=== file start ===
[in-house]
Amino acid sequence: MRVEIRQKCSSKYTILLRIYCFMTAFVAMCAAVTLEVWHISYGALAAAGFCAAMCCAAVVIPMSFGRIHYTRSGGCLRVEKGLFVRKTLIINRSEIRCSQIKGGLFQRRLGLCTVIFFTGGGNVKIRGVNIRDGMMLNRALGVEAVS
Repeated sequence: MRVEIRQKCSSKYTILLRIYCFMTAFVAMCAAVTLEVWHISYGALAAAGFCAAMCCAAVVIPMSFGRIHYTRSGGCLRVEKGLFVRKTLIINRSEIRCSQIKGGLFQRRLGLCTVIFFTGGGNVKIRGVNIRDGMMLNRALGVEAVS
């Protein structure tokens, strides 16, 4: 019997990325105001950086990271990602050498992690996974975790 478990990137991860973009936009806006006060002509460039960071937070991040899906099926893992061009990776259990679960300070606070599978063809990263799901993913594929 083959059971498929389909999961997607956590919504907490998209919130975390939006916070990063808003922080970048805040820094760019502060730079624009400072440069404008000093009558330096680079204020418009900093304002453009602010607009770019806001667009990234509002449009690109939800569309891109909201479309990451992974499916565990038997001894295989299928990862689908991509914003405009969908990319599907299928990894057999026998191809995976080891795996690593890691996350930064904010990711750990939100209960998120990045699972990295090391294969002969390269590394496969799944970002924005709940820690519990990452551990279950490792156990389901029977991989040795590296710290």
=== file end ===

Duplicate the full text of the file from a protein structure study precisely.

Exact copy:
[in-house]
Amino acid sequence: MRVEIRQKCSSKYTILLRIYCFMTAFVAMCAAVTLEVWHISYGALAAAGFCAAMCCAAVVIPMSFGRIHYTRSGGCLRVEKGLFVRKTLIINRSEIRCSQIKGGLFQRRLGLCTVIFFTGGGNVKIRGVNIRDGMMLNRALGVEAVS
Repeated sequence: MRVEIRQKCSSKYTILLRIYCFMTAFVAMCAAVTLEVWHISYGALAAAGFCAAMCCAAVVIPMSFGRIHYTRSGGCLRVEKGLFVRKTLIINRSEIRCSQIKGGLFQRRLGLCTVIFFTGGGNVKIRGVNIRDGMMLNRALGVEAVS
């Protein structure tokens, strides 16, 4: 019997990325105001950086990271990602050498992690996974975790 478990990137991860973009936009806006006060002509460039960071937070991040899906099926893992061009990776259990679960300070606070599978063809990263799901993913594929 083959059971498929389909999961997607956590919504907490998209919130975390939006916070990063808003922080970048805040820094760019502060730079624009400072440069404008000093009558330096680079204020418009900093304002453009602010607009770019806001667009990234509002449009690109939800569309891109909201479309990451992974499916565990038997001894295989299928990862689908991509914003405009969908990319599907299928990894057999026998191809995976080891795996690593890691996350930064904010990711750990939100209960998120990045699972990295090391294969002969390269590394496969799944970002924005709940820690519990990452551990279950490792156990389901029977991989040795590296710290």